Feirouz and Seya arrived at the amphitheater early, but not before Lakes had already claimed a spot near the front with a blanket and basket, the latter of which was undoubtedly full of snacks. They stepped gingerly as they made their way through a patchwork of blankets, mostly occupied by one or two people saving space for a larger group to come.
The white striated cliff face that separated the wahd and itan districts from the rest of the city occupied most of their vision once they were seated.
Seya’s fingers twitched. They hovered over the satchel, anticipating her first dip, fingertips cooling from the drying saliva. She plunged them in and out, the minor tingle the cap shavings gave as they stuck to her skin heightening her anticipation. Seya passed the fingers under her nose, inhaled deeply, and then traced the outside facets of both eyes, using a separate finger for each.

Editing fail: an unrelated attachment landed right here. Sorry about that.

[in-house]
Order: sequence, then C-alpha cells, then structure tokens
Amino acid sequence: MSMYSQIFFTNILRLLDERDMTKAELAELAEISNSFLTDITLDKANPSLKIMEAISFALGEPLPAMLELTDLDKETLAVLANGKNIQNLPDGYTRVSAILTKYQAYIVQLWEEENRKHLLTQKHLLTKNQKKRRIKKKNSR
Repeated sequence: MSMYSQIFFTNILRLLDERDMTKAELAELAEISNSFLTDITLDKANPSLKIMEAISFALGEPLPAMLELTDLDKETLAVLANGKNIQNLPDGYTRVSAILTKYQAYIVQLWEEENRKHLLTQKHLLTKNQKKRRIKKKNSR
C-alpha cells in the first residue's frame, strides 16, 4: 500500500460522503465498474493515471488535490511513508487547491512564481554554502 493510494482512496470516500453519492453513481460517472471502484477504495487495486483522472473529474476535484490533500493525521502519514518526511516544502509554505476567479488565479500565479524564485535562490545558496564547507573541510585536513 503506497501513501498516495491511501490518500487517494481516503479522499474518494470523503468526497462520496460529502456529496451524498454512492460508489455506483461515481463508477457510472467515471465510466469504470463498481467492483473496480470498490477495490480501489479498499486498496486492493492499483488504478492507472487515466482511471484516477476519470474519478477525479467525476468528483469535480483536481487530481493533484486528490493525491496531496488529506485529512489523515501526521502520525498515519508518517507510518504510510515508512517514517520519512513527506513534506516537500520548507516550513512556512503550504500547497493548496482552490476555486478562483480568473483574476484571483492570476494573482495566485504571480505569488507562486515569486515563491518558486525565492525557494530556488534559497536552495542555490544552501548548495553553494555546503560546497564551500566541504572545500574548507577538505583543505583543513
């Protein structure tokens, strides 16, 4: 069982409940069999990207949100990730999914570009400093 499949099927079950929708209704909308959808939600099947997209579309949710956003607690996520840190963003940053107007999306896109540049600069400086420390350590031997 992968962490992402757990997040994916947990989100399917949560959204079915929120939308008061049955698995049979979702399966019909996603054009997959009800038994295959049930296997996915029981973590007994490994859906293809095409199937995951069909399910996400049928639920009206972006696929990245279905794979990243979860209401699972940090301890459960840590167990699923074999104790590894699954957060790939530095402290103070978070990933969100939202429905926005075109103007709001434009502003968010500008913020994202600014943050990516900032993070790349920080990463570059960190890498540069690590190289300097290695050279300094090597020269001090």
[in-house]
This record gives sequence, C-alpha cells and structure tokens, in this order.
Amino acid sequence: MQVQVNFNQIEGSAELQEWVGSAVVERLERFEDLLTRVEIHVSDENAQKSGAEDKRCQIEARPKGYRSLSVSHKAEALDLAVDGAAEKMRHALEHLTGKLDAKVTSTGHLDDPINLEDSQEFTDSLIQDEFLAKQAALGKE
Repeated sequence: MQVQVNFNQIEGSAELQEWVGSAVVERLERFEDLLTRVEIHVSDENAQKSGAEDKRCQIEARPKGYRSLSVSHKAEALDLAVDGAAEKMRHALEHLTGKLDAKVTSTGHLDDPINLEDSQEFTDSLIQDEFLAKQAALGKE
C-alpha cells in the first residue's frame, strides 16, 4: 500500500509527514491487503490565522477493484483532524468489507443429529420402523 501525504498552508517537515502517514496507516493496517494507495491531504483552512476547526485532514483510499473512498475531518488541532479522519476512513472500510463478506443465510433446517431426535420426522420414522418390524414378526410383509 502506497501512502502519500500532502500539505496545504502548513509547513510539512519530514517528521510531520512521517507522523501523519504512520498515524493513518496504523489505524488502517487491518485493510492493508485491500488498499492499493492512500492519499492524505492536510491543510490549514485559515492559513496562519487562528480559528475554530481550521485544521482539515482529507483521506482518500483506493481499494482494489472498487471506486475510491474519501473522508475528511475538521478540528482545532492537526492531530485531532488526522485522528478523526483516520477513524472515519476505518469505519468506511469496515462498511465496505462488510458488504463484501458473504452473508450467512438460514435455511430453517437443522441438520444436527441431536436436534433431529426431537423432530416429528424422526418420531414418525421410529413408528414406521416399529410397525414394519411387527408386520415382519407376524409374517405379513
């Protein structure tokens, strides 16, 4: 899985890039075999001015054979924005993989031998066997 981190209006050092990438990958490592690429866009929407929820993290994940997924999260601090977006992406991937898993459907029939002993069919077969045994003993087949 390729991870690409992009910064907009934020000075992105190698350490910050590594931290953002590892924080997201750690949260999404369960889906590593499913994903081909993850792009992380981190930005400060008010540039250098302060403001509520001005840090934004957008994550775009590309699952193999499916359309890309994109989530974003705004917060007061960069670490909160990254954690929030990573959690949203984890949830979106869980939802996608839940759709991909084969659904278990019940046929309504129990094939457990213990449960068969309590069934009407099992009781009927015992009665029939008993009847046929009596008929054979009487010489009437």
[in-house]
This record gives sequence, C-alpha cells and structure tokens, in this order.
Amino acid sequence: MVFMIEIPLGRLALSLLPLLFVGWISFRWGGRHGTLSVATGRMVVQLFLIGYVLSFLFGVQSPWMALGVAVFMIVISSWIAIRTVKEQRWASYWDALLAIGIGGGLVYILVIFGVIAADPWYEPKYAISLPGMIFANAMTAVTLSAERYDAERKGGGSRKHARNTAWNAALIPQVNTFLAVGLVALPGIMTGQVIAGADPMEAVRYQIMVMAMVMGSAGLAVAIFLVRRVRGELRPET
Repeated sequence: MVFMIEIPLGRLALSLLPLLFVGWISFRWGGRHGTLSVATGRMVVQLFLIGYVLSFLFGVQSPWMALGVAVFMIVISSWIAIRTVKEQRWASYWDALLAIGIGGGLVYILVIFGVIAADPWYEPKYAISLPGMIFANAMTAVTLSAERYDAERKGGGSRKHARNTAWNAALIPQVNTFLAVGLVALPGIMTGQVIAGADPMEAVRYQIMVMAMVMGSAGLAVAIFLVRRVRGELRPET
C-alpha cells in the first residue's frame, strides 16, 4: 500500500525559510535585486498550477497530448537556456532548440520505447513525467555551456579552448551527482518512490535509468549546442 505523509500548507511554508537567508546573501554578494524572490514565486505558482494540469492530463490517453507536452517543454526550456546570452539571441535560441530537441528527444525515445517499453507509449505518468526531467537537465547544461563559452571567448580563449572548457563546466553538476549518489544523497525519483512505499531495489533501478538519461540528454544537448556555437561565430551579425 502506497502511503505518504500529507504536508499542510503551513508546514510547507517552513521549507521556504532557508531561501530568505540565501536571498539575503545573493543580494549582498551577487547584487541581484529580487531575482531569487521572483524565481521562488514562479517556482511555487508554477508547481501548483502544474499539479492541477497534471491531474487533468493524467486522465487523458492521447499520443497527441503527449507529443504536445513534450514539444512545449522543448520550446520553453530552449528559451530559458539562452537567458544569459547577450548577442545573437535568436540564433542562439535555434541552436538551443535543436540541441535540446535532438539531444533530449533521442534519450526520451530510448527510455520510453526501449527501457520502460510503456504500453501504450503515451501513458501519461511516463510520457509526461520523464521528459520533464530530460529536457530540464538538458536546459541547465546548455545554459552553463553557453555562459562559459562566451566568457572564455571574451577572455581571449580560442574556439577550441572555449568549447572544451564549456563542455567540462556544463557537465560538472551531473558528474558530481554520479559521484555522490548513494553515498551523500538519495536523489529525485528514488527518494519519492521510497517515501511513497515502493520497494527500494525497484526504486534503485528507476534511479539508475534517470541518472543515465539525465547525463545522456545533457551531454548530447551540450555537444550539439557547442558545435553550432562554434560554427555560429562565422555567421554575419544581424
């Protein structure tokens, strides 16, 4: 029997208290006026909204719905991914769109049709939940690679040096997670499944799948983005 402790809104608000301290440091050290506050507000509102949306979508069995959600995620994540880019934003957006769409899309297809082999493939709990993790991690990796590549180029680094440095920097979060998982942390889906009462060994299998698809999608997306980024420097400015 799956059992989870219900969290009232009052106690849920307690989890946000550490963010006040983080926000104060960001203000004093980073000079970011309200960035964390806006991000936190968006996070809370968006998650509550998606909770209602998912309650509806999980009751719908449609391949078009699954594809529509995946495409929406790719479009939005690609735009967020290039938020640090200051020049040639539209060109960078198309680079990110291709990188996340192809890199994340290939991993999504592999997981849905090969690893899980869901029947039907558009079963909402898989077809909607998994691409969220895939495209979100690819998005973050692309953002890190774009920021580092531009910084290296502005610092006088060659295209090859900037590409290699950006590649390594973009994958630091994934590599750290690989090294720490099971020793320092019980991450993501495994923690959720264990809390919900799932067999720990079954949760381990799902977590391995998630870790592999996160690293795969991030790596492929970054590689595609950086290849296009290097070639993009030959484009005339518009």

Seya set down the mortar and pestle—grinding the last of the herbs for the recovering molts could wait. The worms needed their herbal infusion, but so did she. Seya was far enough along in life and career that when the steeping was done, everything else was put on hold.
Margue was sweating, but the night was cool. He was perched atop a seliota stalk, which swayed under his movements. It was one of the tallest fungi in the forest, and gave him a beautiful view of the canopy. Had the moon been full, and he blessed with more time, the beauty of the greens and yellows and oranges of the fan fungi sliding between and on top of each other would have held him transfixed. They were the very reason day trips ascended the easily climbed cliffs to the east and drew so many visitors.